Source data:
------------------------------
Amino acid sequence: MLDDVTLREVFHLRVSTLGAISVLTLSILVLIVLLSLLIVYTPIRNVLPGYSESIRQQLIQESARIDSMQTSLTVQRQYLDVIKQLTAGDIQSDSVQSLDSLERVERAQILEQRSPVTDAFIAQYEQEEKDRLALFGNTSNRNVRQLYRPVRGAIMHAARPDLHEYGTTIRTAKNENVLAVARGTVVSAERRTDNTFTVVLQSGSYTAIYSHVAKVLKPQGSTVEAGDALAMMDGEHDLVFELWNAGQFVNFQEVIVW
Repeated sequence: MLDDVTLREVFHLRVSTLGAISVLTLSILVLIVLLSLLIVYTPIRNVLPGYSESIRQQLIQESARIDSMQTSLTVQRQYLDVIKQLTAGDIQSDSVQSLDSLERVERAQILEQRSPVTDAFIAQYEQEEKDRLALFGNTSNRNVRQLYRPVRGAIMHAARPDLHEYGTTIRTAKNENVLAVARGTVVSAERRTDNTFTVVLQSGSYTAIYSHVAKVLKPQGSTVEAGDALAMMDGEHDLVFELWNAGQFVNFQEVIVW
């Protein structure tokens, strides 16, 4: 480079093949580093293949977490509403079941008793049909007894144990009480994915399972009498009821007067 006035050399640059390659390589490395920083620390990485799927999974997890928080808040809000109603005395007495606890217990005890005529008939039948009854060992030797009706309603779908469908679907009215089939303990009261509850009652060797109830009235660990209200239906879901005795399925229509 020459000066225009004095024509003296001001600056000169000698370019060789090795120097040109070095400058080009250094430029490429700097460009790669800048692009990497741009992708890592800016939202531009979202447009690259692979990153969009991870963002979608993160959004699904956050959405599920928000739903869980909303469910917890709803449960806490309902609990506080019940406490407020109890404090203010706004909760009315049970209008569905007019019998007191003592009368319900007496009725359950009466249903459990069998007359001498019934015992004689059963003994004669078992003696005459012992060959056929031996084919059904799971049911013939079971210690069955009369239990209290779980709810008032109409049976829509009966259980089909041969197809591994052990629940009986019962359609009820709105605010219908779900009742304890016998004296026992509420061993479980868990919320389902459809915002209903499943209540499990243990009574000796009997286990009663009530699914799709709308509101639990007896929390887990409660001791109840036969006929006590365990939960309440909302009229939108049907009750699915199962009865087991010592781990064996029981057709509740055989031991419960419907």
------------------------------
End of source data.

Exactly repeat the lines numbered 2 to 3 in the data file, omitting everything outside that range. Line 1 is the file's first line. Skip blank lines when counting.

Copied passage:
Repeated sequence: MLDDVTLREVFHLRVSTLGAISVLTLSILVLIVLLSLLIVYTPIRNVLPGYSESIRQQLIQESARIDSMQTSLTVQRQYLDVIKQLTAGDIQSDSVQSLDSLERVERAQILEQRSPVTDAFIAQYEQEEKDRLALFGNTSNRNVRQLYRPVRGAIMHAARPDLHEYGTTIRTAKNENVLAVARGTVVSAERRTDNTFTVVLQSGSYTAIYSHVAKVLKPQGSTVEAGDALAMMDGEHDLVFELWNAGQFVNFQEVIVW
């Protein structure tokens, strides 16, 4: 480079093949580093293949977490509403079941008793049909007894144990009480994915399972009498009821007067 006035050399640059390659390589490395920083620390990485799927999974997890928080808040809000109603005395007495606890217990005890005529008939039948009854060992030797009706309603779908469908679907009215089939303990009261509850009652060797109830009235660990209200239906879901005795399925229509 020459000066225009004095024509003296001001600056000169000698370019060789090795120097040109070095400058080009250094430029490429700097460009790669800048692009990497741009992708890592800016939202531009979202447009690259692979990153969009991870963002979608993160959004699904956050959405599920928000739903869980909303469910917890709803449960806490309902609990506080019940406490407020109890404090203010706004909760009315049970209008569905007019019998007191003592009368319900007496009725359950009466249903459990069998007359001498019934015992004689059963003994004669078992003696005459012992060959056929031996084919059904799971049911013939079971210690069955009369239990209290779980709810008032109409049976829509009966259980089909041969197809591994052990629940009986019962359609009820709105605010219908779900009742304890016998004296026992509420061993479980868990919320389902459809915002209903499943209540499990243990009574000796009997286990009663009530699914799709709308509101639990007896929390887990409660001791109840036969006929006590365990939960309440909302009229939108049907009750699915199962009865087991010592781990064996029981057709509740055989031991419960419907």